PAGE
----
This just in: Computer experts can now use Artificial Intelligence to reunite us with our deceased loved ones, compiling data and images to seemingly bring our loved ones back to life.
For a mere $10,000.
You can put on a video helmet and see and hear your loved ones as if they had returned to life. It wasn't good enough to play simulated tennis in your living room – knocking over lamps and end tables with your killer backhand. Now visiting with loved ones in the afterlife can be like video gaming.
Is there no end to the crazy ideas out there? And have you noticed how many of them involve a computer?
I lost my dad, at age 83, in 1996. I lost my mother, at age 99 (six months shy of a Smucker's ad on “The Today Show”), in 2015.
They've been gone for quite a while now. But, I hear them talking to me just about every day, without computer assistance. My mother's concept of the afterlife was living on through her children, and now that I have grandchildren, I think about that a lot.
(She also believed that you make your own Heaven or Hell right here on earth, by the way you conduct yourself. That was enough to make even a teenager stop and think.)
They were both wise. My father used to say, “The empty wagon makes the most noise.” And to this day, when I hear someone going on and on about something they know little about, I think about empty wagons.
When I ate my ice cream cone too fast and got a head freeze, he would say, “That's God's way of telling you you're making a pig out of yourself.” Ouch. I've dutifully passed that on to my kids and grandkids.
My father was a civil engineer, held a couple patents, and had a lawn and garden that were the envy of the neighborhood. He could build just about anything down in his basement workshop, including two boats. He was a perfectionist, and more than once, when I was working on something and wasn't quite finished, he would look at me and say, “You've not going to leave it like that, are you?”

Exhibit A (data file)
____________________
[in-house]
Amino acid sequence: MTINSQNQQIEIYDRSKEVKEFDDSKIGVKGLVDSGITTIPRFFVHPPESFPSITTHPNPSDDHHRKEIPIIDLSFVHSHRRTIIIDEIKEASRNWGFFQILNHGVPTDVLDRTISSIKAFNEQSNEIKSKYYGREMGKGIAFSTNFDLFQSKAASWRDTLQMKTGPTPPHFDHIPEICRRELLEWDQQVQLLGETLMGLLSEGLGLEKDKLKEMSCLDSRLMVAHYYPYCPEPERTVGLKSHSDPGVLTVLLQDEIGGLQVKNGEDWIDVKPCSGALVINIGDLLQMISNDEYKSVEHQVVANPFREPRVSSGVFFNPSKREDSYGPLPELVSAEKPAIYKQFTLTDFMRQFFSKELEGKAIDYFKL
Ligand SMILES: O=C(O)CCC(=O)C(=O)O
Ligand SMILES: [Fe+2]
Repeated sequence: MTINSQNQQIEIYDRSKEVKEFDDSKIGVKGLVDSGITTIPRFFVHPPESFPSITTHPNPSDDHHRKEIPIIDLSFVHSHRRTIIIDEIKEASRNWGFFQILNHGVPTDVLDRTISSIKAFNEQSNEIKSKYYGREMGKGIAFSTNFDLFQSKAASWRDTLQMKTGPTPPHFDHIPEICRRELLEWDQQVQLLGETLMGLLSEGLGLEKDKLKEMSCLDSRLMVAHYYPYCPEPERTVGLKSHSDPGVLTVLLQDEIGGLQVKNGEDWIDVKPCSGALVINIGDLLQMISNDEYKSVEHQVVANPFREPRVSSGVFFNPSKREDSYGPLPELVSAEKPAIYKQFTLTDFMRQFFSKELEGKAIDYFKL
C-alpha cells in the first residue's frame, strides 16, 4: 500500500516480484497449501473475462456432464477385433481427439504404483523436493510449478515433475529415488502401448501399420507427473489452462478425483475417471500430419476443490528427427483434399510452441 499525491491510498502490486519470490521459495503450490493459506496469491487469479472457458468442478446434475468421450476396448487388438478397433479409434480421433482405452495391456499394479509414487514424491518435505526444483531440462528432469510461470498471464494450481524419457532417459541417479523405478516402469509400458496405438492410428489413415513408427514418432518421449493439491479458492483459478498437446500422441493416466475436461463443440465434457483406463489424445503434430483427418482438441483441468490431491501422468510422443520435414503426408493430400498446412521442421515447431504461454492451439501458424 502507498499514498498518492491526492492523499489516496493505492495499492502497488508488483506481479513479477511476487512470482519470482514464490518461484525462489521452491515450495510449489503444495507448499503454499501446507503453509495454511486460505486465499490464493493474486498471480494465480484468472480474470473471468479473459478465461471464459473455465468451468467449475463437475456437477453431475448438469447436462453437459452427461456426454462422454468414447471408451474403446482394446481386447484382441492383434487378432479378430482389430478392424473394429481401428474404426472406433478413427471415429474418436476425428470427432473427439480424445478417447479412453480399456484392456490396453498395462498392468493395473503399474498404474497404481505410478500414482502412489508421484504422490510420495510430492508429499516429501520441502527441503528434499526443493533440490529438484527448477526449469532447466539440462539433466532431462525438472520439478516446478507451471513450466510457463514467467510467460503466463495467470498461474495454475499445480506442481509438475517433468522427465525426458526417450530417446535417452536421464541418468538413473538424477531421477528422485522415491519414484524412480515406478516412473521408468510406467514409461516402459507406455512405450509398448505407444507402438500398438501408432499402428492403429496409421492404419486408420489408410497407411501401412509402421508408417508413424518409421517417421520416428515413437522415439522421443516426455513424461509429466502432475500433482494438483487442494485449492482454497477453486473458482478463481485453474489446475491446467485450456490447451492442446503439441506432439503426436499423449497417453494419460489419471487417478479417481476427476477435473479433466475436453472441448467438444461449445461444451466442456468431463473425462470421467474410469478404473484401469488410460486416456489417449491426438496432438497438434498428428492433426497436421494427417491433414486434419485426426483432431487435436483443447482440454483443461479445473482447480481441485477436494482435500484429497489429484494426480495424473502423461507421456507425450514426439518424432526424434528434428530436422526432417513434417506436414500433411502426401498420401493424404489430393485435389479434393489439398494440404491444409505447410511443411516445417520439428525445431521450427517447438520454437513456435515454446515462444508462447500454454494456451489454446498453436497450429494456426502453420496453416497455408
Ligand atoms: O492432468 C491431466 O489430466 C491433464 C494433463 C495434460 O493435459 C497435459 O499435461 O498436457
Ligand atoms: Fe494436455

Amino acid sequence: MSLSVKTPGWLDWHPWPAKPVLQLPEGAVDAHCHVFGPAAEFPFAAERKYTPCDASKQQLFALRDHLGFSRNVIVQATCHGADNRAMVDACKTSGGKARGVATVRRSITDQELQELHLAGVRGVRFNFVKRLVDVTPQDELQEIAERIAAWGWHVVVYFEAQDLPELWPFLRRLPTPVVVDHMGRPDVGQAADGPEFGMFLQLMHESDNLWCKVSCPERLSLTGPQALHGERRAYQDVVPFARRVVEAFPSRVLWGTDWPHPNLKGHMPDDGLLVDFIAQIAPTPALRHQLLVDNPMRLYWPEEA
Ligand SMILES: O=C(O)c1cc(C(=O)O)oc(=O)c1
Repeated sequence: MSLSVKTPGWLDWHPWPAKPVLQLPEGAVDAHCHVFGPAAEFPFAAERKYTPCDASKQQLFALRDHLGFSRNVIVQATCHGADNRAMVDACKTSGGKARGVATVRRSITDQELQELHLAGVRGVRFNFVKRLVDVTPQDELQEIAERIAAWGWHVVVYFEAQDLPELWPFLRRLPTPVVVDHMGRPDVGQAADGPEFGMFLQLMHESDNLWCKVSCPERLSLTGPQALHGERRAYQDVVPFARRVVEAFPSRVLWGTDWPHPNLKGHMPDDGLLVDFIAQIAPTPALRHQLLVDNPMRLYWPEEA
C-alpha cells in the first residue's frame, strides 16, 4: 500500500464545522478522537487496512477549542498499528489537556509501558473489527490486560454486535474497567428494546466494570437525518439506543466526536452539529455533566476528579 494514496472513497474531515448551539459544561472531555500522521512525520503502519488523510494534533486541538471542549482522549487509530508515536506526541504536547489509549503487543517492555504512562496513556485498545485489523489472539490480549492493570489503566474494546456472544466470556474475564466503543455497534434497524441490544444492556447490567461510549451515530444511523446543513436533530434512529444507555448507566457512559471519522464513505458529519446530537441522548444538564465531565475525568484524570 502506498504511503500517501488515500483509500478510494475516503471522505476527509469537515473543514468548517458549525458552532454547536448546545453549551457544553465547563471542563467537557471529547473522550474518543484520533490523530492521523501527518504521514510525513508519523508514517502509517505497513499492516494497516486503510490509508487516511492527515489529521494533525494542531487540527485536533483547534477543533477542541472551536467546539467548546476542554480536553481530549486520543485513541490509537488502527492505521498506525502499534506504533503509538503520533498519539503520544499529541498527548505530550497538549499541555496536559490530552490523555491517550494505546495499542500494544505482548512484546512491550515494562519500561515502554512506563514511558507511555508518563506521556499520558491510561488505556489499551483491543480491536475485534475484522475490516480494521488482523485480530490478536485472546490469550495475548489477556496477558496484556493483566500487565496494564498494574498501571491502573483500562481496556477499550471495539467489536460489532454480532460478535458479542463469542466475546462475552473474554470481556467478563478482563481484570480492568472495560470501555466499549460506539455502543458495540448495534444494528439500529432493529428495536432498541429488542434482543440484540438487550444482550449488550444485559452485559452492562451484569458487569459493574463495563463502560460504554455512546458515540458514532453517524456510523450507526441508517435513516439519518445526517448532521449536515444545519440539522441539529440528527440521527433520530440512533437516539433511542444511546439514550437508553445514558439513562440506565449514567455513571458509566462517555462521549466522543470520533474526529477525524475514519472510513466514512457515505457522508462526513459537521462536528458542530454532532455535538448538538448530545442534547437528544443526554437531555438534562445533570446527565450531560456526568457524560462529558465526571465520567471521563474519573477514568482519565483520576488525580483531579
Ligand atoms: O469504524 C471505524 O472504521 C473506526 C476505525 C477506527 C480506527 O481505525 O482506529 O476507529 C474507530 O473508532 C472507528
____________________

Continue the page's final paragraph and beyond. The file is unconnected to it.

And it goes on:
To this day, when I'm working on a project, I feel him looking over my shoulder.
“You're not going to leave it like that, are you?”
His mother lived to be 87, and she had a bridge group that met regularly. All six members were stout and decidedly matronly, with thick ankles and those heavy black shoes elderly ladies used to wear. When one of the group died, my mother said they were looking for a game five people could play.
“Basketball,” my father said over breakfast, and we laughed until we cried.
He drove used Buicks, because he couldn't see spending more on new, even though most of our neighbors drove new cars, and some left the price stickers in the window for a while. We weren't “keeping up with the Joneses,” my parents said, and that confused me, because there were no Joneses in our neighborhood.
My mother liked to say she “never had a job,” as if raising three boys wasn't a job. A home economics major (in college, she once baked a pie for Amelia Earhart), she had little patience for those who say they can't cook. “If you can read, you can cook,” she said. End of discussion.
She said “money is never wasted on education,” not surprising because her parents came to this country with very little, started a laundry business, and managed to put four kids through Purdue University. She was an inveterate reader, and passed that on, explaining that, “You're never bored when you've got a good book to read.”
“Don't wish your life away,” she told me when I couldn't wait for Christmas.
A sunny optimist, here's one of her favorites: “A sun shower never lasts an hour.”
And don't you dare be late for breakfast, because, “Eggs are no good cold.”
So, no thanks, I don't need Artificial Intelligence to bring my loved ones back to life.
I hear them talking to me every day.
And I wouldn't have it any other way.